Countdown to Camp: Bench

With Adam Dunn set to be in a part-time role, the White Sox bench will be an expensive one. Scott Strazzante/Chicago Tribune/Getty Images

With Chicago White Sox spring training set to begin Feb. 15 when pitchers and catchers report in Glendale, Ariz., we're taking an early look around the diamond.

One effect of having three first basemen on the roster is that the Chicago White Sox are going to have to put together a versatile bench.

Between Jeff Keppinger and Leury Garcia, the White Sox figure to be covered with a backup at second base, third base and shortstop. If Marcus Semien doesn't win the starting third base spot in spring training his best bet wouldn't be a bench role but rather to get regular at-bats at Triple-A Charlotte.

The backup catcher figures to come from the loser of the battle between Tyler Flowers and Josh Phegley for the starting spot. One exception is the possibility that Flowers runs away with the job and the White Sox elect to go with last year's Opening Day backup, Hector Gimenez. Phegley would return to Charlotte in that scenario to get regular playing time. The chances that Rule 5 selection Adrian Nieto makes the roster are extremely slim.

If Keppinger and Garcia were the two utility men, the White Sox could actually carry five outfielders meaning that Jordan Danks could land a job as a late-inning defensive replacement for Dayan Viciedo in left field, as well as a left-handed bat off the bench.

But if Matt Davidson wins the starting third-base job, the final roster spot could come down to a decision between Conor Gillaspie and Danks.

The power potential from the White Sox's bench will be as good as it has been in a long time. Assuming Jose Abreu starts at first base every day, the bench will either have Adam Dunn or Paul Konerko ready to deliver in the late innings.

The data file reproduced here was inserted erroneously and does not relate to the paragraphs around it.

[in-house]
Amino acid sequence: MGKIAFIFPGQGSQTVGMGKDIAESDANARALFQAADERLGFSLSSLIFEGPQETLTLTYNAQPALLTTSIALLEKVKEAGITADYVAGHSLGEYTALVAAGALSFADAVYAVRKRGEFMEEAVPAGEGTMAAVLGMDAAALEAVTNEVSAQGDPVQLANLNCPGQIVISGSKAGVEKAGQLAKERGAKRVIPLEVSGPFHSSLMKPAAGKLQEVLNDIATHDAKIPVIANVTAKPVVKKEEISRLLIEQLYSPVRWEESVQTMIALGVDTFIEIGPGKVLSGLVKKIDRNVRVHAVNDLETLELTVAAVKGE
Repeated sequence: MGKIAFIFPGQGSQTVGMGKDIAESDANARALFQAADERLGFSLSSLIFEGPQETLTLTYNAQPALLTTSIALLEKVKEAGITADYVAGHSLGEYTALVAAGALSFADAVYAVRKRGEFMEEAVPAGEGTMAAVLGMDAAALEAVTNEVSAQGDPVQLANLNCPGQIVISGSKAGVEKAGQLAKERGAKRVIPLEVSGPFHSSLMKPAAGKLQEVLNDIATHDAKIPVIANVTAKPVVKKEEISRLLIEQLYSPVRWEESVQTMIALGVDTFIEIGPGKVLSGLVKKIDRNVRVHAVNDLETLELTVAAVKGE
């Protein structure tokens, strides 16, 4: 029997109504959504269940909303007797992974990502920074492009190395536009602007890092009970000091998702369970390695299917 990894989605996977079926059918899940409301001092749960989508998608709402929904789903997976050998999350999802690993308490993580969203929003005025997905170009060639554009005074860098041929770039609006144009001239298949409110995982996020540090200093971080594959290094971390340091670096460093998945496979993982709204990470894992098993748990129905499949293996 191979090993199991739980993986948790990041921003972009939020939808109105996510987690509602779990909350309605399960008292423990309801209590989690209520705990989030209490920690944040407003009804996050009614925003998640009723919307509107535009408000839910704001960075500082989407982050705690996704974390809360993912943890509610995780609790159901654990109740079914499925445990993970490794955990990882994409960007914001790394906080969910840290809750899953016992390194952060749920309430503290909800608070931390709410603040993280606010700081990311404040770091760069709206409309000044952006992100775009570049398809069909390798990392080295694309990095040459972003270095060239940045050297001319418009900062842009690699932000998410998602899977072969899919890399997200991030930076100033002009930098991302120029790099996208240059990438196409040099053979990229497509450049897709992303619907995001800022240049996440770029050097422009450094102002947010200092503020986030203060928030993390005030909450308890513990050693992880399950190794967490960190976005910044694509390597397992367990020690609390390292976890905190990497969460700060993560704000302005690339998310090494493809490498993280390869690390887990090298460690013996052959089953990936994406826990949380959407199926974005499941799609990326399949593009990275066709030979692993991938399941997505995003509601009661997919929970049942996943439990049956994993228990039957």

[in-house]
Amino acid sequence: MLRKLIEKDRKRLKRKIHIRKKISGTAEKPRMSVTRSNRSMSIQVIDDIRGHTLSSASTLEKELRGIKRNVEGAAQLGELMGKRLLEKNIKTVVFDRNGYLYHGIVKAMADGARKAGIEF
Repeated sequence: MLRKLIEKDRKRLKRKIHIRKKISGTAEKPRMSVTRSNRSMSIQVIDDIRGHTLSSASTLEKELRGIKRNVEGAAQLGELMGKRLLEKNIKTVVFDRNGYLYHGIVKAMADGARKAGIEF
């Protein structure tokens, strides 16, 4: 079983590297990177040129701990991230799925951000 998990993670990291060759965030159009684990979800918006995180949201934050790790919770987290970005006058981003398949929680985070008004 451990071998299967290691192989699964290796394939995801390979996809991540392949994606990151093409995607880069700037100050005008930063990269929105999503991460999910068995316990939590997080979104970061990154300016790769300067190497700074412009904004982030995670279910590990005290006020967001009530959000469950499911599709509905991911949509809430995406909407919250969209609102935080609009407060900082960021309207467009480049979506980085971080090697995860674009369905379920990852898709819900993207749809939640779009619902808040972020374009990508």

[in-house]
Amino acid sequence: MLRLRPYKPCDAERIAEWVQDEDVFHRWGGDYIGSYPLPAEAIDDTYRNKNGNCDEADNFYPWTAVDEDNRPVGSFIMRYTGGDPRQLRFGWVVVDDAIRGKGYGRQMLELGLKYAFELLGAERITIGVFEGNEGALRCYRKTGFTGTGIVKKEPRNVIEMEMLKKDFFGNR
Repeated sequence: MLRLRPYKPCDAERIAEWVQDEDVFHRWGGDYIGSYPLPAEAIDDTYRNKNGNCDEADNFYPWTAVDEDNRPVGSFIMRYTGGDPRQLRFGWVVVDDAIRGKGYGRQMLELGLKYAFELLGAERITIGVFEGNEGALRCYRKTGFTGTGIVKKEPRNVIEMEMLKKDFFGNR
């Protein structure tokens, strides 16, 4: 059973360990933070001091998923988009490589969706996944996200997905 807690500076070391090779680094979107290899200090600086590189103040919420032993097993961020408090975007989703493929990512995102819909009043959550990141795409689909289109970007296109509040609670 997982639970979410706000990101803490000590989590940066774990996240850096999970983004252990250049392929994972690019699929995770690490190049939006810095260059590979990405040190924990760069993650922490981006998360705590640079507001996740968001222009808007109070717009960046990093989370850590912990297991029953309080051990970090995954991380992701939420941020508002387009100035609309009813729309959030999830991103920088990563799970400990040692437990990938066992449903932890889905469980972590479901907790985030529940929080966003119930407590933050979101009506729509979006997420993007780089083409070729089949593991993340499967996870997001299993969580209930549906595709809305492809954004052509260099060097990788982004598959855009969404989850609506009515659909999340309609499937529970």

Alejandro De Aza also has a little power off the bench, but his true value is that he gives manager Robin Ventura the option of another left-handed bat to use either in the starting lineup at times, or as a pinch hitter.

Ventura's ability to mix and match his bench with his starters has never been greater. The unique position the White Sox are in is that while they do have so many young starters spread around the field, they also have experienced players ready to back them up at a moment's notice.

If Abreu is having a tough go of it at first base, Konerko or Dunn can give him a breather. If Adam Eaton is in a funk in center field, De Aza can step in. And if Davidson is scuffling, Gillaspie or Keppinger is there to fill the void at least temporarily.

The flip side of that scenario is how well guys like Dunn, Konerko and De Aza can adapt to the nuances of a bench role when they have been used to getting the bulk of the at-bats during the season. Konerko has always said that he is best when seeing pitches every day, while Dunn showed when he became a designated hitter that change doesn’t always happen smoothly.

OUTLOOK: With Dunn in a part-time role now, this makes for a very expensive bench and the White Sox will no doubt have trouble getting value out of it, especially in the early going. Expect struggles from those players moving from starting to backup roles. No matter how the bench is constructed, Garcia figures to play a role in it since he not only is the only option for a backup shortstop, but he also adds a speed element. Look for the White Sox to explore a side deal with the Nationals to keep Nieto and send him to the minor leagues rather than return him per Rule 5 Draft requirements. De Aza figures to be the fourth outfielder unless Dayan Viciedo struggles and a platoon in left is developed.